A Bad Spell in Yurt
(The Royal Wizard of Yurt series, Book 1)
C. Dale Brittain
DESCRIPTION: Newly-graduated wizard Daimbert thought he'd found the perfect job when he accepted the role of Royal Wizard of Yurt. It's an insignificant little
kingdom, a perfect match for his meager skills. Cast a few weather spells, work a few illusions, keep the king amused and the populace awed - what more could such a place
demand of him? But something's not right in Yurt, an evil presence that lurks at the edge of his perception. Someone's been dabbling in black magic, and whatever they've
summoned won't leave without a fight, and likely a soul. This will take high-end wizardry, not to mention cunning and deduction to root out the mage and a keen grasp of
demonic negotiations. Too bad Daimbert can't even touch his book on demonology without getting the willies...
REVIEW: It looked like a lightweight, fun little fantasy, with whimsy and a dash of detective work around the edges. Unfortunately, it reads very stale and
dated, even for having originally been published in 1991, riddled with tired cliches. Daimbert's highly ineffective as a wizard and a character, spending
more time making excuses for his lack of knowledge and ability than actually doing anything about... well, anything, from locating the source of the shapeless evil to detecting the source of the black magic to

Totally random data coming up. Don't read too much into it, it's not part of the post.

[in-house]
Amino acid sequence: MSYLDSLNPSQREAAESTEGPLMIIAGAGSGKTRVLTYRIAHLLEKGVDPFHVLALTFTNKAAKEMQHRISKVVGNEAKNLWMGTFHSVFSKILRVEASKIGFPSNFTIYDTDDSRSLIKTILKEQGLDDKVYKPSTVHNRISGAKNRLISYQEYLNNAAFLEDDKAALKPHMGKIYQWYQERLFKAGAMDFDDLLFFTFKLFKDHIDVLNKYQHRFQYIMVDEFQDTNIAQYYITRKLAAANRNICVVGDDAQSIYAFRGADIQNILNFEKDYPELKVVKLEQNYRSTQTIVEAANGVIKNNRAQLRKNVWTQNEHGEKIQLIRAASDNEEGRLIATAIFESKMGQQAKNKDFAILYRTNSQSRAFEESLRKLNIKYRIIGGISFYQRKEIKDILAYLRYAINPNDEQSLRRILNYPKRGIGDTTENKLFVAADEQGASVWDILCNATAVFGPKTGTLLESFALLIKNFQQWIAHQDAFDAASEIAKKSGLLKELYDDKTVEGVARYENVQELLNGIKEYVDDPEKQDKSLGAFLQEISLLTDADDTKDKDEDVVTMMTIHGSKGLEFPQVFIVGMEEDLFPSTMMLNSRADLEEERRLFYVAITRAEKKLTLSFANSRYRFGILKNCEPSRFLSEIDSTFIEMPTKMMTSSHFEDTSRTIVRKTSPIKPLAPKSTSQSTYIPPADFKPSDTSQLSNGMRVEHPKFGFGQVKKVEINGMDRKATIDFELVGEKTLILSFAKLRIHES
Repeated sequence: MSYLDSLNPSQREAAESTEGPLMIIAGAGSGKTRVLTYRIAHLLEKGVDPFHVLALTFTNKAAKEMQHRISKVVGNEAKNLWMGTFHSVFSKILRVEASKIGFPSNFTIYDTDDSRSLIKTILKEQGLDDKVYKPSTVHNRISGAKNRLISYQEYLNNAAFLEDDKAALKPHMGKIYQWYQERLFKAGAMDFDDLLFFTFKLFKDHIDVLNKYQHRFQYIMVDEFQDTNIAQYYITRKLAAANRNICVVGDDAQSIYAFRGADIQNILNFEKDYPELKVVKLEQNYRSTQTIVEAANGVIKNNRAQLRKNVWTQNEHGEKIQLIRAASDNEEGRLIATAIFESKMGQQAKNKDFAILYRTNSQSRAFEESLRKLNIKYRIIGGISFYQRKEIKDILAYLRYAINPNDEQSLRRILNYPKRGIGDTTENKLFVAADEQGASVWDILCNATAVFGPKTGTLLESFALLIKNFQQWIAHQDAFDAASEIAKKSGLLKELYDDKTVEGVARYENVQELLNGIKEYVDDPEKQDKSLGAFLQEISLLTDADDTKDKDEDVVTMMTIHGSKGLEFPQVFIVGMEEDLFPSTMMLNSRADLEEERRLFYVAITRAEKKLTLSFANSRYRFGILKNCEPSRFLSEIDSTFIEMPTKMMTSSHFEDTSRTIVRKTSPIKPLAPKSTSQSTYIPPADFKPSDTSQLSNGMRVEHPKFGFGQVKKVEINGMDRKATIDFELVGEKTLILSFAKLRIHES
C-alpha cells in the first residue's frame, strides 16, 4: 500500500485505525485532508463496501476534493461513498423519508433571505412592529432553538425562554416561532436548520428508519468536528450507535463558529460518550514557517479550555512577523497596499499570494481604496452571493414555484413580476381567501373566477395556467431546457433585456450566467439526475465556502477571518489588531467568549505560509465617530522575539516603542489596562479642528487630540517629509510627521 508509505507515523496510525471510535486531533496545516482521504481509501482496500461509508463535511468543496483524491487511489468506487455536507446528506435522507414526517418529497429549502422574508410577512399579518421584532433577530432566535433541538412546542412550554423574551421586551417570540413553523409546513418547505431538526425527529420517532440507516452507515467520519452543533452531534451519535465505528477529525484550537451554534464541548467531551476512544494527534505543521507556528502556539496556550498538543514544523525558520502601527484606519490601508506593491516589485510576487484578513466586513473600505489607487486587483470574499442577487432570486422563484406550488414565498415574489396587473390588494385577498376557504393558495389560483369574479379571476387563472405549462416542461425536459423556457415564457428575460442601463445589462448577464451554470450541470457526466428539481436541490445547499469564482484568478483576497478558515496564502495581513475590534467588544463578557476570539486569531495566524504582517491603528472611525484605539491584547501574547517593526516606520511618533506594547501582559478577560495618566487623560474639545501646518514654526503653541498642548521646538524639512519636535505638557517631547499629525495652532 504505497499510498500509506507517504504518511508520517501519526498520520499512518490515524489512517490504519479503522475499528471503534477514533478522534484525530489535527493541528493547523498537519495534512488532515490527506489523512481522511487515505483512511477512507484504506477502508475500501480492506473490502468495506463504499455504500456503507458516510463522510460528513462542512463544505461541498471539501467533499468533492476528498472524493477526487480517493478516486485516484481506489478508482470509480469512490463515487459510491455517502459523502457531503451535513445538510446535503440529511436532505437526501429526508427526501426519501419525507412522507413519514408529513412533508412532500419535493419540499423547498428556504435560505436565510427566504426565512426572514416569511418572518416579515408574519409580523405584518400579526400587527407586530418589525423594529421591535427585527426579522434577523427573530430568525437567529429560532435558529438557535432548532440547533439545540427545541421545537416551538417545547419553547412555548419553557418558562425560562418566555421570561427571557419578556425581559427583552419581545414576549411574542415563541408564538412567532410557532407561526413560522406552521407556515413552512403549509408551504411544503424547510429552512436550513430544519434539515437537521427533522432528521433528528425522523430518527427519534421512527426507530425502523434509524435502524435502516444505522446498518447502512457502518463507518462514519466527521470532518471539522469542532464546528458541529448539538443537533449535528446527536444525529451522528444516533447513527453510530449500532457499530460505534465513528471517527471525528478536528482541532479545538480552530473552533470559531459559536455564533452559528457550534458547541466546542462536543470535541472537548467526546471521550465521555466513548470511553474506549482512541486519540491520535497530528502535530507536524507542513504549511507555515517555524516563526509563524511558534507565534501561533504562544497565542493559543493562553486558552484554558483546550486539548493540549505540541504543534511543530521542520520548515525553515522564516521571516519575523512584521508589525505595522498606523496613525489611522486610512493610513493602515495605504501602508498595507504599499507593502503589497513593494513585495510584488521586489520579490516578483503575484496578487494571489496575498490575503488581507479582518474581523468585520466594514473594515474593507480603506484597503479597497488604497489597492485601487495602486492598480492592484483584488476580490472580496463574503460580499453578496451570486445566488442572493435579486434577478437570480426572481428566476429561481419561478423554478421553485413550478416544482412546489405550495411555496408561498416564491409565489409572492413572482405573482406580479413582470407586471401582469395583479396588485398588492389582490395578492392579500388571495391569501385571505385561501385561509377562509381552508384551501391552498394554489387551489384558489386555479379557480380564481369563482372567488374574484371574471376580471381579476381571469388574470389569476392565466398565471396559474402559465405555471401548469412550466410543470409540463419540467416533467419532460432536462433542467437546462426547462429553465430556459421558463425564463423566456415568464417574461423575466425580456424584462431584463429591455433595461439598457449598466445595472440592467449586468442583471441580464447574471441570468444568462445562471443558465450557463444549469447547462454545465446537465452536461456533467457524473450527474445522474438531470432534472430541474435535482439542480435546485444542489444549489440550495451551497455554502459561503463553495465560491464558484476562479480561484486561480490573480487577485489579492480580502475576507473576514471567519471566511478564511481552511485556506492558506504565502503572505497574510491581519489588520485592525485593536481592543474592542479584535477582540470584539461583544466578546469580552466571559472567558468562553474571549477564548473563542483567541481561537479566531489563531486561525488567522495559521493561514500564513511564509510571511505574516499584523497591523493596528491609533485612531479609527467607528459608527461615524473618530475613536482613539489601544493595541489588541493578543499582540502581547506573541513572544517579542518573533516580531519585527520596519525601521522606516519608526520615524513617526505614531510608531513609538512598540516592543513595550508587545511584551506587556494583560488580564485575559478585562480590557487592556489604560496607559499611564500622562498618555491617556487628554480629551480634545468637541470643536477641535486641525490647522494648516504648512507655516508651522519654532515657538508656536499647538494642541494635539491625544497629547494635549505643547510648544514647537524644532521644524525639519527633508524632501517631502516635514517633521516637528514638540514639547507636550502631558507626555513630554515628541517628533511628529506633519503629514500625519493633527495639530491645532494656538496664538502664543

bringing his own skills up to par for the inevitable confrontation. He even fails to win much respect from Yurt's inhabitants, most of whom see through the facade to the fairly flimsy, barely-passing neophyte behind the robes. Most of his time is spent socializing with Yurt's inhabitants (shallow stereotypes, every one of them), none of whom ever come off as credible suspects, and navigating a tempestuous friendship with Joachim, the castle chaplain. Speaking of the church, this is another pothole that kept my suspension of disbelief from getting airborne: Brittain imports Christianity whole-hog into this otherwise independent fantasy world - making it a source of even greater miracles than wizardry can dream of, to the point where one wonders why people even bother learning magic when the church stands just across the road. Indeed, a good portion of the plot is about the concept of damnation and how one's soul is judged. Even leaving out the question of why inhabitants of an imaginary world would follow a real-world religion, I wanted a fantasy, not a treatise on salvation. I also wanted fun, but the humor's as vapid as the story and characters. The plot unfolds slowly, usually in spite of Daimbert rather than due to anything he actually does to advance it, winding up with a climax that I just plain couldn't care about. The wrap-up is far too long, full of explanatory speeches, and it ends on an odd, ill-struck final note that doesn't quite feel like a conclusion, even the conclusion of Book 1 of a series. A Bad Spell in Yurt is, as I expected, a lightweight tale - but more due to lack of substance than whimsy.
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